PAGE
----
Preakness: Animal Kingdom - On the verge of greatness

Horse needs improvement and a lot of luck to win the Triple Crown

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BALTIMORE — Every year immediately following the Kentucky Derby, horse-racing experts and fans try to predict whether there’s a legitimate chance for a Triple Crown.

It’s elusive. It has become the rarest of feats. There’s a reason that no horse has done it since Affirmed in 1978 — it’s hard to do.

So as Animal Kingdom starts the Preakness Stakes on Saturday evening in an attempt to complete the second step, it’s worth wondering: What does it take to make a Triple Crown winner in 2011 and beyond?

Everyone’s got a theory, though many believe Animal Kingdom has the right blend of ingredients to do it this year. It’s a mix of racing skills, pedigree and some intangible qualities that are even harder to judge in horses than in human athletes.

“It takes a very consistent horse, a horse that’s improving every race,” said Kathy Ritvo, who trains Mucho Macho Man. “You have to improve every race. You can’t stay at the same level. You have to step it up each leg.”

Everyone around the barn at Pimlico this week has said roughly the same thing: If Animal Kingdom pulls off in the Preakness what he did at Churchill Downs two weeks earlier, he’s going to be darn near impossible to beat.

One racing expert, Ray Paulick, who publishes the Paulick Report, doesn’t believe Animal Kingdom has what it takes to be a Triple Crown-winner, basing his opinion on how Affirmed, Seattle Slew and Secretariat turned the trick with early speed or “push-button acceleration.”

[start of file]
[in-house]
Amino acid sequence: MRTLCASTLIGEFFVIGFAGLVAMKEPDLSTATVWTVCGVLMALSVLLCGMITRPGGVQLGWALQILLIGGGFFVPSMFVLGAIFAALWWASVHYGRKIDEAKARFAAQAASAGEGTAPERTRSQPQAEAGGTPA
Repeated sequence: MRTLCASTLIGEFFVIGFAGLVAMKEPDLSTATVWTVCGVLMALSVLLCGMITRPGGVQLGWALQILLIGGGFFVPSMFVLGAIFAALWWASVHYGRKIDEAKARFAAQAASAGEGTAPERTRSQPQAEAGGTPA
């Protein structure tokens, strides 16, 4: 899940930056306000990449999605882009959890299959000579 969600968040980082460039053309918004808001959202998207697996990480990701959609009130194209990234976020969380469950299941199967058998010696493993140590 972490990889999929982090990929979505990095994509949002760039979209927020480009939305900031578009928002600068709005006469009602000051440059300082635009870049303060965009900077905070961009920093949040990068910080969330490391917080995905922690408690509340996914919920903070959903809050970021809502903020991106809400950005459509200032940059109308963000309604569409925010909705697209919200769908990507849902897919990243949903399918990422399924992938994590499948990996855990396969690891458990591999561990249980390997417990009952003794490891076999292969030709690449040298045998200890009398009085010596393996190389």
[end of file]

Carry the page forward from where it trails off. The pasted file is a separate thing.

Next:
“A horse has to have, to me at least, some sort of really sudden acceleration or really good tactical early speed,” Paulick said. “I don’t see that with Animal Kingdom. I see him as more of a one-dimensional grinder and strong finisher.”

Animal Kingdom finished so strong in the Derby — the second-best final quarter of the race in history behind only Secretariat — that the owner and trainers of other Preakness entrants call him “the horse to beat.”

Of course, that was only one race. And to win the Triple Crown, as Dialed In’s trainer, Nick Zito, quipped: “Well, he’s got to win all three, that’s for sure.”

Zito said pedigree and consistency play a big role. Animal Kingdom looked at first to be bred as a turf horse; he hadn’t run on dirt until the Derby and was treated as an afterthought until winning the race as a 21-1 long shot. But the Triple Crown talk has made Graham Motion’s horse the Preakness favorite, 2-1 on the morning line.

“The Derby winner, he gets all the respect and that’s the way it should be,” said Bob Baffert, who trains Midnight Interlude.

As for Motion and Team Valor International’s Barry Irwin, they don’t even want to consider the Triple Crown. There’s obviously another big hurdle to clear at the Belmont Stakes even if Animal Kingdom manages to finish first in this field of 14 Saturday.

“I don’t really think about it,” Motion said. “If I think about it, I usually catch myself and think of something else.”

But that doesn’t stop everyone else from thinking about it — and legitimately. Even though Animal Kingdom may not be a historic star like Secretariat, trainer Todd Pletcher said fewer starts are becoming the norm and different types of training techniques could be effective in preparing a Triple Crown winner.

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